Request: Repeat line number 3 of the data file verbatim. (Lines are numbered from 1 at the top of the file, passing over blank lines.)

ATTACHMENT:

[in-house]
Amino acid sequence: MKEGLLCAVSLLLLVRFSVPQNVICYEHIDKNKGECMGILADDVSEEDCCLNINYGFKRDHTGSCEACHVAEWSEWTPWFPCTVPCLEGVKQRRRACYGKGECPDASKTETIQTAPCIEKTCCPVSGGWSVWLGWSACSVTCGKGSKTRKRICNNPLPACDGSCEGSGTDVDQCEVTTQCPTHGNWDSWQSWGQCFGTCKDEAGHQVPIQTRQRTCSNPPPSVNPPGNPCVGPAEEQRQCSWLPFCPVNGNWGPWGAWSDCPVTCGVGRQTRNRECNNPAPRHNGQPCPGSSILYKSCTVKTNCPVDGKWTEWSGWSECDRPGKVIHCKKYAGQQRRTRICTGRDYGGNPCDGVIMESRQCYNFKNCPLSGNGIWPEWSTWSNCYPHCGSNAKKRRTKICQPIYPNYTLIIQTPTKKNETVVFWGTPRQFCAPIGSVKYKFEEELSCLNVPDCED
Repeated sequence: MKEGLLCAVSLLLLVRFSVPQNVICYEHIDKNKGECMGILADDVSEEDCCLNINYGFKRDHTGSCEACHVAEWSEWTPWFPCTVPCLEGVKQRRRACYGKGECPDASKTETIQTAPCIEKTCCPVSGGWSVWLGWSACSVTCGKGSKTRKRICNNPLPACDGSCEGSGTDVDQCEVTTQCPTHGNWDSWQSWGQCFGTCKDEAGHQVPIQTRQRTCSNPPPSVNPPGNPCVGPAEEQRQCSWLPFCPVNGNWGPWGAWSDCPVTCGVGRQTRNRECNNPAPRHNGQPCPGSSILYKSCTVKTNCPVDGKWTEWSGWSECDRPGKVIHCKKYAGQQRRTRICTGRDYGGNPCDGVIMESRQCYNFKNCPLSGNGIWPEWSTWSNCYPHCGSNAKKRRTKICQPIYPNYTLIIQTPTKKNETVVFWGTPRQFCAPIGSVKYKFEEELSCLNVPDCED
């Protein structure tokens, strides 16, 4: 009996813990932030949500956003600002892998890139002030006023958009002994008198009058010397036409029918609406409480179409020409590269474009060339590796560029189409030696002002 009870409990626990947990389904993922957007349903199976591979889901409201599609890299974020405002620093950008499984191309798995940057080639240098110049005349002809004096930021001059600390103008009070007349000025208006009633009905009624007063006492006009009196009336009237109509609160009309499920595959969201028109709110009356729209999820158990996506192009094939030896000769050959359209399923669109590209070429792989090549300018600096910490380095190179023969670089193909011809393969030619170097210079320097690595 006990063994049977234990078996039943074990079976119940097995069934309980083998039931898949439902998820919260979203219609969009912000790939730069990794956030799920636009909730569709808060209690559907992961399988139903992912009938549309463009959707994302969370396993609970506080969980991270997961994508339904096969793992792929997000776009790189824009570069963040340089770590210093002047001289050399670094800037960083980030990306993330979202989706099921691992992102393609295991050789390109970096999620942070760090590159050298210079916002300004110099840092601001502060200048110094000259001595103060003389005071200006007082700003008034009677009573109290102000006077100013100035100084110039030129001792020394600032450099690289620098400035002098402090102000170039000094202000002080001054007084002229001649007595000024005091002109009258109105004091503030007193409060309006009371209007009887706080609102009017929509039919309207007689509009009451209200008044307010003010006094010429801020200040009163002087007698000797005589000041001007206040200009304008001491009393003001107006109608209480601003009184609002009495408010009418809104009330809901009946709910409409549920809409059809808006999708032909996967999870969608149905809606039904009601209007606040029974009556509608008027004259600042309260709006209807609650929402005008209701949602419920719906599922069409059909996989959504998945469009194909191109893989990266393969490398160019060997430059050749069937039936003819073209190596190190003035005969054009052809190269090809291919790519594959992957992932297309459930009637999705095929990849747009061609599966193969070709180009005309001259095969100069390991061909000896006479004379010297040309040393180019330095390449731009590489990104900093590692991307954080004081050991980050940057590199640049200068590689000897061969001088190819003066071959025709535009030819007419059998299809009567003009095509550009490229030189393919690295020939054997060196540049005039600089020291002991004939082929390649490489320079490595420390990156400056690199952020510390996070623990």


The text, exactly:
Repeated sequence: MKEGLLCAVSLLLLVRFSVPQNVICYEHIDKNKGECMGILADDVSEEDCCLNINYGFKRDHTGSCEACHVAEWSEWTPWFPCTVPCLEGVKQRRRACYGKGECPDASKTETIQTAPCIEKTCCPVSGGWSVWLGWSACSVTCGKGSKTRKRICNNPLPACDGSCEGSGTDVDQCEVTTQCPTHGNWDSWQSWGQCFGTCKDEAGHQVPIQTRQRTCSNPPPSVNPPGNPCVGPAEEQRQCSWLPFCPVNGNWGPWGAWSDCPVTCGVGRQTRNRECNNPAPRHNGQPCPGSSILYKSCTVKTNCPVDGKWTEWSGWSECDRPGKVIHCKKYAGQQRRTRICTGRDYGGNPCDGVIMESRQCYNFKNCPLSGNGIWPEWSTWSNCYPHCGSNAKKRRTKICQPIYPNYTLIIQTPTKKNETVVFWGTPRQFCAPIGSVKYKFEEELSCLNVPDCED